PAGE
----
Blood pressure readings don't sound the same on each person.
    Some are bounding in your ears, some you can barely hear.
    Agree, ensure your cuff is the correct size for the arm size, and that your stethoscope fits your ears correctly, and is positioned correctly (in your ears and on the arm).
    Just take loads of blood pressure readings, and you will become more familiar with the differences and will find the similarities.
  17. Like
    dianah, ADN got a reaction from ruby_jane, BSN, RN in Need help with manual blood pressure readings   
    Blood pressure readings don't sound the same on each person.
    Some are bounding in your ears, some you can barely hear.
    Agree, ensure your cuff is the correct size for the arm size, and that your stethoscope fits your ears correctly, and is positioned correctly (in your ears and on the arm).
    Just take loads of blood pressure readings, and you will become more familiar with the differences and will find the similarities.
  18. Like
    dianah, ADN got a reaction from brownbook in Needlestick accident   
    Things happen.  
    You work daily with needles, -- could say they are an occupational hazard!
    Sounds like you did the best you could explaining what happened, and why she needed to have labs drawn afterwards.  Her needle phobia is what it is.  You are not responsible for how she feels about the event.   It's too bad she had to wait so long at the lab, perhaps that could have been avoided (but then again, you are not responsible for the lab's policies and their patient flow).
     
  19. Like
    dianah, ADN got a reaction from sirI, MSN, APRN, NP in Me and Mr. Smith and Waffles   
    He lay in bed in his wrinkled white hospital gown, surrounded by rumpled sheets. He was assigned an isolation room for a post-CABG sternum infection. But this was no ordinary infection. Mr. Smith was allergic to a gamut of antibiotics used to treat infections. The surgeons had thus placed two drains, one on each side of his sternum, trickling betadine solution in, then it drained out from the lower part of the incision. Saturated dressings were frequently changed, and many betadine stains dotted the sheets. He should have been home with his family by now but was held as a prisoner, alone in his room, by the infection and treatment. "No wonder he's grumpy," I thought as I moved toward the bedside table, dressed in full isolation regalia. I grasped his cardboard breakfast tray to my paper gown with gloved hands and peered at him over my mask, wondering what on earth to do for him or say to him at this point.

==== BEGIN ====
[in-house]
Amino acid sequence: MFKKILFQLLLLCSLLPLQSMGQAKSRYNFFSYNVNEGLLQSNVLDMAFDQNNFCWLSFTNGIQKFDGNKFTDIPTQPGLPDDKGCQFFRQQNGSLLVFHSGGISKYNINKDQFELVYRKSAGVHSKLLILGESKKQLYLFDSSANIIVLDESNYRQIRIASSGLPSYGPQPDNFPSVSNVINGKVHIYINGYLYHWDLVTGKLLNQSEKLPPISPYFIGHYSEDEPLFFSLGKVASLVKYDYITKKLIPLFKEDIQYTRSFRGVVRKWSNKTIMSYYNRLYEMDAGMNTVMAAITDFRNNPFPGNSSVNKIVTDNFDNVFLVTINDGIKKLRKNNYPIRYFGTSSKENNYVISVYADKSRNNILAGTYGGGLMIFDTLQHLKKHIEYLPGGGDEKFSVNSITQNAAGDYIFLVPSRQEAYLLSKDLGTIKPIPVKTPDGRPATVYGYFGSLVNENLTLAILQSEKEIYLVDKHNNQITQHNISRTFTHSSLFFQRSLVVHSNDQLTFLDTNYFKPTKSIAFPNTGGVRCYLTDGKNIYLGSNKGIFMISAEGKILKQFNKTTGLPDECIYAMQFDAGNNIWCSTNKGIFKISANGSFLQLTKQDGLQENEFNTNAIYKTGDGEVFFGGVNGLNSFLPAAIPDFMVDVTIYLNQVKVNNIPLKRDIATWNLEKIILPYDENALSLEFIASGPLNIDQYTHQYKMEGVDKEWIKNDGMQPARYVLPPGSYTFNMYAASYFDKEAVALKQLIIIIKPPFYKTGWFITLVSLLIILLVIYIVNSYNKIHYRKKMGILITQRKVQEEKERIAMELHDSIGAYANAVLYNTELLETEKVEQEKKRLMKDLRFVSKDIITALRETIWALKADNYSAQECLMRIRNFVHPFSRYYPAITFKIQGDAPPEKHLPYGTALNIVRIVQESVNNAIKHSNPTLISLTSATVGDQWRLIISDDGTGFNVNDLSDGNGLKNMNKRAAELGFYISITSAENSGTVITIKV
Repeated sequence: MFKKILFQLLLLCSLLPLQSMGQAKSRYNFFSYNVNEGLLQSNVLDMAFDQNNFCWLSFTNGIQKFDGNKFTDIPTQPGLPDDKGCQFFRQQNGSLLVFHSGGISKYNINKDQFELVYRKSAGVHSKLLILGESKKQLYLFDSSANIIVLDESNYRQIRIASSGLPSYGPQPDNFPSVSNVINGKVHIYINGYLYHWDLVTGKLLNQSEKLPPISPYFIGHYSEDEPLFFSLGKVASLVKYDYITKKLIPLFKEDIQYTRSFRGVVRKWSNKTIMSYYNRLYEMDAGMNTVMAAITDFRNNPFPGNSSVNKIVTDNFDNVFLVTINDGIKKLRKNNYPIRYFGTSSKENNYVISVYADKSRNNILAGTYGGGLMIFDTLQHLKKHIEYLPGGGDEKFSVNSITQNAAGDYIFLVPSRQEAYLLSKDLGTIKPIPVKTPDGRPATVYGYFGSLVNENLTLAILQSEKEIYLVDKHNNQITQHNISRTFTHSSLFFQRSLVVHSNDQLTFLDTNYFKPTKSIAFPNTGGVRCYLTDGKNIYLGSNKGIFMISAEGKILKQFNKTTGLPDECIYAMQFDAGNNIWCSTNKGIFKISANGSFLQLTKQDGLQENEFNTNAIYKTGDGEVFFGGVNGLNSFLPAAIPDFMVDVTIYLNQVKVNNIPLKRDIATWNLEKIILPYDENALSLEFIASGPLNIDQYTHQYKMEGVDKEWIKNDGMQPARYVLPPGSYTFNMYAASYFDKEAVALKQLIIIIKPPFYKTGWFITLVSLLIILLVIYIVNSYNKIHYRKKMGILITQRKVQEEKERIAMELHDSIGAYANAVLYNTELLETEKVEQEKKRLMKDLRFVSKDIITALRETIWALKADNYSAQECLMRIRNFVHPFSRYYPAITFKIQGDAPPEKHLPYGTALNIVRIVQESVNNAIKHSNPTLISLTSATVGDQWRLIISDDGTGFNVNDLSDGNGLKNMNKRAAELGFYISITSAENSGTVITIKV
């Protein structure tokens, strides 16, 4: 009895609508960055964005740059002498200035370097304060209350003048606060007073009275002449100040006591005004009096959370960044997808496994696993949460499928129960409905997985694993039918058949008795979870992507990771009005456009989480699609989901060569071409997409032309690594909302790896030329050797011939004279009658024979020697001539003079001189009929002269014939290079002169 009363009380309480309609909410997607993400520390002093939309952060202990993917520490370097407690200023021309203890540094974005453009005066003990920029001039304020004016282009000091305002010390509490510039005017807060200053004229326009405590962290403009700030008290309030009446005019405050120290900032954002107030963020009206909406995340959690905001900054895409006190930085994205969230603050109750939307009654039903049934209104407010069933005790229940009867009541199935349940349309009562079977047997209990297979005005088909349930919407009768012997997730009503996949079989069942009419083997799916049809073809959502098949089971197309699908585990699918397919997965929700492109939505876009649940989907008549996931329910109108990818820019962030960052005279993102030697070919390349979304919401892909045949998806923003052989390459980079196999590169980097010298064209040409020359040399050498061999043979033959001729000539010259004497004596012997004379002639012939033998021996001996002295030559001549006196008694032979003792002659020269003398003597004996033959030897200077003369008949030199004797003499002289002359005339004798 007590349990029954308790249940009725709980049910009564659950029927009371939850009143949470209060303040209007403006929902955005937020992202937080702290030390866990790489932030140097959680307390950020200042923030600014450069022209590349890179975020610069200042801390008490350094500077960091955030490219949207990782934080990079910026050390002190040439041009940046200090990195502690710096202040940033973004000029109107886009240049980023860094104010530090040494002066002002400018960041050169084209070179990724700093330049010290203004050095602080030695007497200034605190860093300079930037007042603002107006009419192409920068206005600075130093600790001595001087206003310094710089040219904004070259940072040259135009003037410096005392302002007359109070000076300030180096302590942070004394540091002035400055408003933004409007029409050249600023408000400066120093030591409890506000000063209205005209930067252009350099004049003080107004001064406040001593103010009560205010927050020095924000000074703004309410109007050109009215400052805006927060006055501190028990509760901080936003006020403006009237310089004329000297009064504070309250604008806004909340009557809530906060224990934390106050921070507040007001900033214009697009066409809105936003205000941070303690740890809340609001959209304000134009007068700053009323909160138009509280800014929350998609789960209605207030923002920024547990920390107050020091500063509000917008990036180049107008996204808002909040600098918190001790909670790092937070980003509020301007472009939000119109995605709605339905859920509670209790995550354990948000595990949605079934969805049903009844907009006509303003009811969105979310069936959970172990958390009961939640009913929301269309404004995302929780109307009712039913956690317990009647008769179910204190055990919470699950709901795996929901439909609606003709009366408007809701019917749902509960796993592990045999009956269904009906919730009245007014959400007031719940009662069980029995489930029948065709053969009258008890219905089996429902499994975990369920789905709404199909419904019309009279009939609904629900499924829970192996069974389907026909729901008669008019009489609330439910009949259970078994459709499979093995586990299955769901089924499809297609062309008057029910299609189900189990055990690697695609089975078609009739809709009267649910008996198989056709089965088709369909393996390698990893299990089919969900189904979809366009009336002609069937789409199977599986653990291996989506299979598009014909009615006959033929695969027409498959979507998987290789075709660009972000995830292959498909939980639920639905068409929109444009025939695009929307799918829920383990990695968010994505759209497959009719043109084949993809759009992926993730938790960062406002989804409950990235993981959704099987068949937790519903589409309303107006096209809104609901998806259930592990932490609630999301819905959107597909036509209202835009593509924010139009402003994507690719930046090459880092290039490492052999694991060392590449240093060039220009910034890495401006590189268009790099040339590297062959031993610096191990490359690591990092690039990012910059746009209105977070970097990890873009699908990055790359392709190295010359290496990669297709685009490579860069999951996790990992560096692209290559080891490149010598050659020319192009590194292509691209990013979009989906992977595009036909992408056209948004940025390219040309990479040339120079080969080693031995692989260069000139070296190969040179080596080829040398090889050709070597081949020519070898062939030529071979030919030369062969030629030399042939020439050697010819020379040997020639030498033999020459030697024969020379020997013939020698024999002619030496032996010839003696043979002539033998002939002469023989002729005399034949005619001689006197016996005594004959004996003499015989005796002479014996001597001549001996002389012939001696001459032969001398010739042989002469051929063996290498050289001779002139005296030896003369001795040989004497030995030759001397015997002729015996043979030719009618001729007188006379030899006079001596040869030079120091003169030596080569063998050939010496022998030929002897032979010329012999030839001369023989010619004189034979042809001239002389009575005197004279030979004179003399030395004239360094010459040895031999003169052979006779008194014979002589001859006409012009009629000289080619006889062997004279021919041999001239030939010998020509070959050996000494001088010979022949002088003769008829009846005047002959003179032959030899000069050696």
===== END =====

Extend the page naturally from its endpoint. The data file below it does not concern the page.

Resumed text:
Sliding the tray onto his bedside table, I began taking his vital signs and doing the morning assessment.
    "Perhaps you'd like to eat something your wife left for you," I suggested, glancing around the room at various small cereal boxes and treats cluttering the dresser and windowsill.
    He grunted and pointed to the tray, "So, what did they send me today?"
    I read from the menu, "Waffles and fruit."
    His eyes took on the smallest gleam of interest. "What do the waffles look like?"
    I pushed the tray close to him and removed the lid to reveal two thick waffles topped with a pat of butter, syrup in a cup on the side.
    His frown returned. "Those are waffles??" He pushed them away. "No, no, I'll have some cereal."
    While he ate I tidied the room, mentally taking notes of his condition. Later, shed of my isolation gown, gloves, mask, booties and bonnet, I could chart and see to my other patients.
    "Are you done with the tray?" I pointed to the now sagging, cold waffles.
    He waved a hand in dismissal and I carried the plate to the bathroom, to flush the offending food down the toilet.
    They fell in with a 'plop!' and I pressed the handle. Flushing sounds filled the little bathroom as I disposed of the tray and plastic utensils in the trash.
    Turning back, I was startled to see the two waffles slowly drifting around in the full toilet bowl.
    "Hmmmmm," I thought to myself. "They're probably soggy enough now to go down," and I pressed the handle again.